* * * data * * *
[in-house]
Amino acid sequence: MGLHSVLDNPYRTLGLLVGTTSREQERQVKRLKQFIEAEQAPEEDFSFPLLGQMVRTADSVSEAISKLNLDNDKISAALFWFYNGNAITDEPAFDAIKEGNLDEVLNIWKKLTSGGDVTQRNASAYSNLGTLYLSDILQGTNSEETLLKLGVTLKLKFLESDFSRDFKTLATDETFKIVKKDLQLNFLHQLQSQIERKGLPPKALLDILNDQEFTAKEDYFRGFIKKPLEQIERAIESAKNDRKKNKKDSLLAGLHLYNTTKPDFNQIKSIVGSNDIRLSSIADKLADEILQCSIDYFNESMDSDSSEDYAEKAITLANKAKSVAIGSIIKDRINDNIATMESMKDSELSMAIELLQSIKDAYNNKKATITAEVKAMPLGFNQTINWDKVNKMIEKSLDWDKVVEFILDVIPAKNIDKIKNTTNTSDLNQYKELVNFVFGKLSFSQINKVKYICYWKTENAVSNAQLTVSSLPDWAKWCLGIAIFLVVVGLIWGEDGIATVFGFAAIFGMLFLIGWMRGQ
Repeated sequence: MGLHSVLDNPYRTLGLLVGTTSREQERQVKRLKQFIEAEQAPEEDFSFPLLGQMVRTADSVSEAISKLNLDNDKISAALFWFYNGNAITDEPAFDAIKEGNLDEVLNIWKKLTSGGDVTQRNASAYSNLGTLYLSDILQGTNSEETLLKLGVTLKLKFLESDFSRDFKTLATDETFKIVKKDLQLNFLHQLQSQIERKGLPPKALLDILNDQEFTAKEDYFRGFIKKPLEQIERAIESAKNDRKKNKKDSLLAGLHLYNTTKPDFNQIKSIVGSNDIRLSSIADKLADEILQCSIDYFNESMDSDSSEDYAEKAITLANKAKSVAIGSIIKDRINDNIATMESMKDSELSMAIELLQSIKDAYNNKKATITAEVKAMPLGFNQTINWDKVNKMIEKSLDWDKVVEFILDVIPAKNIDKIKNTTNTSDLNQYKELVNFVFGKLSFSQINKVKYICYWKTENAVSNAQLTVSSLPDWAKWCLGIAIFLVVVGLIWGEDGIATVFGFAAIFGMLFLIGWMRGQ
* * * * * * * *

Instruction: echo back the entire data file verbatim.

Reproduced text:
[in-house]
Amino acid sequence: MGLHSVLDNPYRTLGLLVGTTSREQERQVKRLKQFIEAEQAPEEDFSFPLLGQMVRTADSVSEAISKLNLDNDKISAALFWFYNGNAITDEPAFDAIKEGNLDEVLNIWKKLTSGGDVTQRNASAYSNLGTLYLSDILQGTNSEETLLKLGVTLKLKFLESDFSRDFKTLATDETFKIVKKDLQLNFLHQLQSQIERKGLPPKALLDILNDQEFTAKEDYFRGFIKKPLEQIERAIESAKNDRKKNKKDSLLAGLHLYNTTKPDFNQIKSIVGSNDIRLSSIADKLADEILQCSIDYFNESMDSDSSEDYAEKAITLANKAKSVAIGSIIKDRINDNIATMESMKDSELSMAIELLQSIKDAYNNKKATITAEVKAMPLGFNQTINWDKVNKMIEKSLDWDKVVEFILDVIPAKNIDKIKNTTNTSDLNQYKELVNFVFGKLSFSQINKVKYICYWKTENAVSNAQLTVSSLPDWAKWCLGIAIFLVVVGLIWGEDGIATVFGFAAIFGMLFLIGWMRGQ
Repeated sequence: MGLHSVLDNPYRTLGLLVGTTSREQERQVKRLKQFIEAEQAPEEDFSFPLLGQMVRTADSVSEAISKLNLDNDKISAALFWFYNGNAITDEPAFDAIKEGNLDEVLNIWKKLTSGGDVTQRNASAYSNLGTLYLSDILQGTNSEETLLKLGVTLKLKFLESDFSRDFKTLATDETFKIVKKDLQLNFLHQLQSQIERKGLPPKALLDILNDQEFTAKEDYFRGFIKKPLEQIERAIESAKNDRKKNKKDSLLAGLHLYNTTKPDFNQIKSIVGSNDIRLSSIADKLADEILQCSIDYFNESMDSDSSEDYAEKAITLANKAKSVAIGSIIKDRINDNIATMESMKDSELSMAIELLQSIKDAYNNKKATITAEVKAMPLGFNQTINWDKVNKMIEKSLDWDKVVEFILDVIPAKNIDKIKNTTNTSDLNQYKELVNFVFGKLSFSQINKVKYICYWKTENAVSNAQLTVSSLPDWAKWCLGIAIFLVVVGLIWGEDGIATVFGFAAIFGMLFLIGWMRGQ